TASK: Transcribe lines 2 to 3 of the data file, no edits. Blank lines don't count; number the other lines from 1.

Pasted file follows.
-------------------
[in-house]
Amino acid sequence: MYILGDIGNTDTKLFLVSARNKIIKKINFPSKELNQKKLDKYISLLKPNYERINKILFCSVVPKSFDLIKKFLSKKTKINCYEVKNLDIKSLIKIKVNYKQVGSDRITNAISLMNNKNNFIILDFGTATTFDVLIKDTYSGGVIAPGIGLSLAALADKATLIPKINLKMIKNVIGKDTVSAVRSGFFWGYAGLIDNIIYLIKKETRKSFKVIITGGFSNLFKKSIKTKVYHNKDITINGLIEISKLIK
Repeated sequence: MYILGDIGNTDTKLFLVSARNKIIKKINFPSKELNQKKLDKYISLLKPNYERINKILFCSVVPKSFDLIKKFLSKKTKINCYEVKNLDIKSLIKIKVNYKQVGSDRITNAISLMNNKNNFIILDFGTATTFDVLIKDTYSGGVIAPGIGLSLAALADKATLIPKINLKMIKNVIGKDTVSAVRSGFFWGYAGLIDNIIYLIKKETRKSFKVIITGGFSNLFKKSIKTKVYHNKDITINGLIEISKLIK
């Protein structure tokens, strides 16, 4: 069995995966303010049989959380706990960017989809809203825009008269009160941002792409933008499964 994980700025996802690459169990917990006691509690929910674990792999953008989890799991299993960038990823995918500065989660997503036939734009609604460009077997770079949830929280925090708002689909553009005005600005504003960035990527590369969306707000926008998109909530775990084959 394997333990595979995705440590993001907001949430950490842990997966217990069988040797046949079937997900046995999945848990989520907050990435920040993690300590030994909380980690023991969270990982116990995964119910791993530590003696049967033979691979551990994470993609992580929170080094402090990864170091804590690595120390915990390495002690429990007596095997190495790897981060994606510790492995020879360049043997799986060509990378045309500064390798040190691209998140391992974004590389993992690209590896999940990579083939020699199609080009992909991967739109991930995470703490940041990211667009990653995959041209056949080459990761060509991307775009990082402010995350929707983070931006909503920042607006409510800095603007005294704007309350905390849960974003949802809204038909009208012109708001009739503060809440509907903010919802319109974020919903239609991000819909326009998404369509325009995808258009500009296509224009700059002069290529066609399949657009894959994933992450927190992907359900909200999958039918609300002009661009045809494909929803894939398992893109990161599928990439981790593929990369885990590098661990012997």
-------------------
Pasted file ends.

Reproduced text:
Amino acid sequence: MYILGDIGNTDTKLFLVSARNKIIKKINFPSKELNQKKLDKYISLLKPNYERINKILFCSVVPKSFDLIKKFLSKKTKINCYEVKNLDIKSLIKIKVNYKQVGSDRITNAISLMNNKNNFIILDFGTATTFDVLIKDTYSGGVIAPGIGLSLAALADKATLIPKINLKMIKNVIGKDTVSAVRSGFFWGYAGLIDNIIYLIKKETRKSFKVIITGGFSNLFKKSIKTKVYHNKDITINGLIEISKLIK
Repeated sequence: MYILGDIGNTDTKLFLVSARNKIIKKINFPSKELNQKKLDKYISLLKPNYERINKILFCSVVPKSFDLIKKFLSKKTKINCYEVKNLDIKSLIKIKVNYKQVGSDRITNAISLMNNKNNFIILDFGTATTFDVLIKDTYSGGVIAPGIGLSLAALADKATLIPKINLKMIKNVIGKDTVSAVRSGFFWGYAGLIDNIIYLIKKETRKSFKVIITGGFSNLFKKSIKTKVYHNKDITINGLIEISKLIK